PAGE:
Market Outlook – First Quarter 2015 – Will She or Won’t She
“Neither a borrower nor a lender be, For aft loses both itself and friend, And borrowing dulls the edge of husbandry” – Polonius, Hamlet, Act I , Scene 3
“High debt levels, whether in the private or the public sector, have historically placed a drag on growth and raise the risk of financial crisis that spark deep economic recessions.” – The McKinsey Institute, Debt and (not much) Deleveraging
In the first quote above, Polonius is advising his son, Laertes, who is about to leave for Paris to complete his gentleman’s education, that lending money to friends is risky and can end up causing resentment and even the loss of the friendship. Furthermore, Polonius points out that borrowing money can endanger husbandry or thrift. The second quote, taken from a study by The McKinsey Institute, concludes that high levels of debt can lead to slower economic growth and even financial crisis.
It has been seven years since the last financial crisis. In that seven-year period, the total global debt has increased by even more than it did in the seven years previous (2000-2007). From the end of 2007 through to the end of the first half of last year, total global debt increased by 40%, or $US 57 TRILLION! This massive increase in debt has been a consequence of easy money in a low interest rate environment aided and abetted by programs of quantitative easing (the provision of liquidity by central banks) in order to promote economic growth and investment.
The first quarter managed to record some positive results overall, despite severe declines in some sectors.
Canadian Dollar US Dollar
Q1 Q2 Q3 Q4 YTD Q1 Q2 Q3 Q4 YTD
Toronto Stock Exchange 2.6% 2.6%
S&P 500 10.1% 10.1% 1.0% 1.0%
MSCI EAFE* 13.7% 13.7% 4.2% 4.2%
91 Day T-Bill 0.3% 0.3%
DEX** 4.2% 4.2%
CDN/US dollar -8.5% -8.5%
* Europe, Asia and Far East Index
** Canadian Bond Universe Index
Investors’ concerns are now largely centred on the repercussions of these easy money policies and the massive build up of debt. Debt has increased globally in 22 of the advanced economies and consumer debt has risen sharply in all of them with the notable exceptions of the US, UK, Spain and Ireland.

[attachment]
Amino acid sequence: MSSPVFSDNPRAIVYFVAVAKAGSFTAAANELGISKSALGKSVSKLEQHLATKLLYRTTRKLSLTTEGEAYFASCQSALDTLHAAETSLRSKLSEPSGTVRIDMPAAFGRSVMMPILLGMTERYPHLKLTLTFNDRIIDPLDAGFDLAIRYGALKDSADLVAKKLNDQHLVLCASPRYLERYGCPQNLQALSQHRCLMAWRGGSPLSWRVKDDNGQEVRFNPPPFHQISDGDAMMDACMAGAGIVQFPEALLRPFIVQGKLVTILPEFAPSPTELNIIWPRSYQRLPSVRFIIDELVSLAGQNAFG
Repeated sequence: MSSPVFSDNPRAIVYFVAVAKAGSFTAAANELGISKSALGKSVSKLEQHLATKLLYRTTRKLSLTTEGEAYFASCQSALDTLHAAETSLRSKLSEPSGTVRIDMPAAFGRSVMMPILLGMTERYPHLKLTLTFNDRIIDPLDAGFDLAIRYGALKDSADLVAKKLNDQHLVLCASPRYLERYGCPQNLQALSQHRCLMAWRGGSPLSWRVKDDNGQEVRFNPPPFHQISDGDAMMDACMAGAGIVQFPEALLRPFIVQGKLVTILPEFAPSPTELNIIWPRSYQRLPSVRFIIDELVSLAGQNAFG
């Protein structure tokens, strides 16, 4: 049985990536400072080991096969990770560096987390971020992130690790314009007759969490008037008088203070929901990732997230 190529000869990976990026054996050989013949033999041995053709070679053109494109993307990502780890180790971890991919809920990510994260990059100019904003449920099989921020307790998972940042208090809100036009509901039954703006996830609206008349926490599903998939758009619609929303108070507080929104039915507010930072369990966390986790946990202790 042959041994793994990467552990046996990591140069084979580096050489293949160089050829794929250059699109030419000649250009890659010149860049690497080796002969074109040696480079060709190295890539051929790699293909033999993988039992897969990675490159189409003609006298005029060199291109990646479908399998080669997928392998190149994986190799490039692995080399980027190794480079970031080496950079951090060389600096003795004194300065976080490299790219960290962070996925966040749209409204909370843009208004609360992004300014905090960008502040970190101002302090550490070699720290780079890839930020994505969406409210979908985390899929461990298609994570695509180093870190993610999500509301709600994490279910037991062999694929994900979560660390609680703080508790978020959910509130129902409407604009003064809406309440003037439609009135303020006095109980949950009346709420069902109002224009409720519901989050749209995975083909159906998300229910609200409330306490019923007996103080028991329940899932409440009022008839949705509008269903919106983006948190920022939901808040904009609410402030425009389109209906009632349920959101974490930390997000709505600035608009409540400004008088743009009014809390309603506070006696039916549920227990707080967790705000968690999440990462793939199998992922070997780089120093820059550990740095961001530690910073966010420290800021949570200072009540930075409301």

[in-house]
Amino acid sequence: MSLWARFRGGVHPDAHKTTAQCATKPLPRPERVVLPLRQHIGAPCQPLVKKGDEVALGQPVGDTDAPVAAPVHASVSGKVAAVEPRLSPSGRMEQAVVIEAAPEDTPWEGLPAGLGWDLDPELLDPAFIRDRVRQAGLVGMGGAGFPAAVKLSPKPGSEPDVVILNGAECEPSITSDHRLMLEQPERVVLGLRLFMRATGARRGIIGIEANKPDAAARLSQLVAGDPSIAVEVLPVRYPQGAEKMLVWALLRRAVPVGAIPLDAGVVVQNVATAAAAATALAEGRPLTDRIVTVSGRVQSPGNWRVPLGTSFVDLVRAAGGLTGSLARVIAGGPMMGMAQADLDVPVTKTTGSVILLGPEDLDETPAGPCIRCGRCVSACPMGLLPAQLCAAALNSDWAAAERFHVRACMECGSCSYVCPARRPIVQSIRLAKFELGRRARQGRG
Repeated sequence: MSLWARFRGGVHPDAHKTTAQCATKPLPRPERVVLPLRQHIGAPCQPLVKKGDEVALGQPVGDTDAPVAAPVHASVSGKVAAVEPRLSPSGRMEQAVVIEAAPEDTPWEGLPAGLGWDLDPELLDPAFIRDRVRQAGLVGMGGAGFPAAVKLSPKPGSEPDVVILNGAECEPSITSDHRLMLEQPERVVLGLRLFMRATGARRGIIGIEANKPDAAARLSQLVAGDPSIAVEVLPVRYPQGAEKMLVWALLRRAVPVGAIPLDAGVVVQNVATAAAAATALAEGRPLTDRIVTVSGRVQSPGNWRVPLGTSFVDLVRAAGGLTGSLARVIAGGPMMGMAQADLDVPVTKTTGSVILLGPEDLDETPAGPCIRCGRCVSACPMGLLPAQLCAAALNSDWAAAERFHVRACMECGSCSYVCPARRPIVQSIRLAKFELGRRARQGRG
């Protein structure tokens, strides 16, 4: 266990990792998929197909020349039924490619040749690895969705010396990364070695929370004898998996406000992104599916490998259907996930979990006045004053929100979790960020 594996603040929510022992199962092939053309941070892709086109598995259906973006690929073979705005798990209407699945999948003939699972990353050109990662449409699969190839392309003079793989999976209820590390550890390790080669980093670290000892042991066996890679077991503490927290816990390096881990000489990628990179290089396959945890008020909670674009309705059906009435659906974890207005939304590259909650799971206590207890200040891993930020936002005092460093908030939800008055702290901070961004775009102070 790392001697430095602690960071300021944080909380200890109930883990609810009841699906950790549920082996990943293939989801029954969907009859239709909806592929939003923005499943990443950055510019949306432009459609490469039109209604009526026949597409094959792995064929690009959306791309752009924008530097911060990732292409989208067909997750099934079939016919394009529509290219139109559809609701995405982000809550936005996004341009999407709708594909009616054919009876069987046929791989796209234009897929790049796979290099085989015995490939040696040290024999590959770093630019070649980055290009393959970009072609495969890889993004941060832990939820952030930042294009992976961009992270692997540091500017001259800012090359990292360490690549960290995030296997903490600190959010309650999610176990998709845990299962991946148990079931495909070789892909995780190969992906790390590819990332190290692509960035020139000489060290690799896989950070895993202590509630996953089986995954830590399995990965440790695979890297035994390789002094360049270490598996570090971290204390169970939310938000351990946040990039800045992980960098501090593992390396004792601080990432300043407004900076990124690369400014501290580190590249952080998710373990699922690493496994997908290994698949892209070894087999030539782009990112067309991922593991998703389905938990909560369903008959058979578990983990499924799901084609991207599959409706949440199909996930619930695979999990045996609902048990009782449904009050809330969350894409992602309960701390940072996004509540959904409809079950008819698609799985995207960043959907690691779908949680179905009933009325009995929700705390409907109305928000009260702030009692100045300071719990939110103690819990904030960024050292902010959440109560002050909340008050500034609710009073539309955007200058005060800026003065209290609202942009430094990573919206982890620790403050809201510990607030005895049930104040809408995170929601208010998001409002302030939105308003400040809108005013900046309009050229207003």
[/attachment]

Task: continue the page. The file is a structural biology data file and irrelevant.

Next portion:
Within the emerging markets, US dollar denominated debt now exceeds $9 trillion, up from $2 trillion just 14 years ago. A large portion of this debt is corporate debt.
In China, debt levels have quadrupled in the last seven years. Twenty-five percent of the corporate debt in China is denominated in US dollars. Only 8.5% of corporate earnings in China are earned in US dollars. Five percent of Chinese firms hold over 50% of that debt.
In conclusion, the combination of low interest rates and quantitative easing has flooded the world with liquidity and made borrowing all too tempting to resist. Japan holds the record with debt now exceeding 250% of their GDP.
In Canada, debt levels have been highlighted by the Bank of Canada as an area of concern particularly consumer debt that has reached all time highs. Consumer debt is reaching troubling levels in more than just mortgages. Margin debt (money borrowed to make investments) is near record levels at over $19.2 billion. Margin debt places those investors in a vulnerable position if their investments fall in price and they are forced to cover that debt.
So, will she or won’t she? The she being Janet Yellen, the Chair of the Federal Reserve in the US. The question is as to when she may deem it appropriate to raise interest rates.
While there has been a great deal of speculation as to when the first increase in rates may occur, it is not altogether clear that it will be in the immediate future. There is no doubt that the Federal Reserve would like to raise rates given the strengthening of the US economy with the commensurate improvement in employment levels. However, the strength of the US dollar that has appreciated 9% against the currencies of its major trading partners in the first-quarter, is already a concern as exports from the US are already facing a competitive disadvantage. The US would not want to risk the economic chaos that night ensue globally as more fragile economies with large US denominated debt tilt back towards recession.
The decline in oil prices is beginning to reverberate throughout the world economies, particularly in Canada and the other large oil producing nations. Over the last seven years, the US has become a large producer of oil and gas with the success of modern drilling technologies. As we enter the next quarterly reporting period, we will be looking for the impact that this weakened environment will have on earnings. In an environment where valuations are looking stretched, in our opinion, we could be entering a very volatile period in global equity markets.
As we concentrate on the valuations at which individual companies are trading, we will be looking for opportunities to compliment portfolio exposures in this environment. We are well positioned in this regard.
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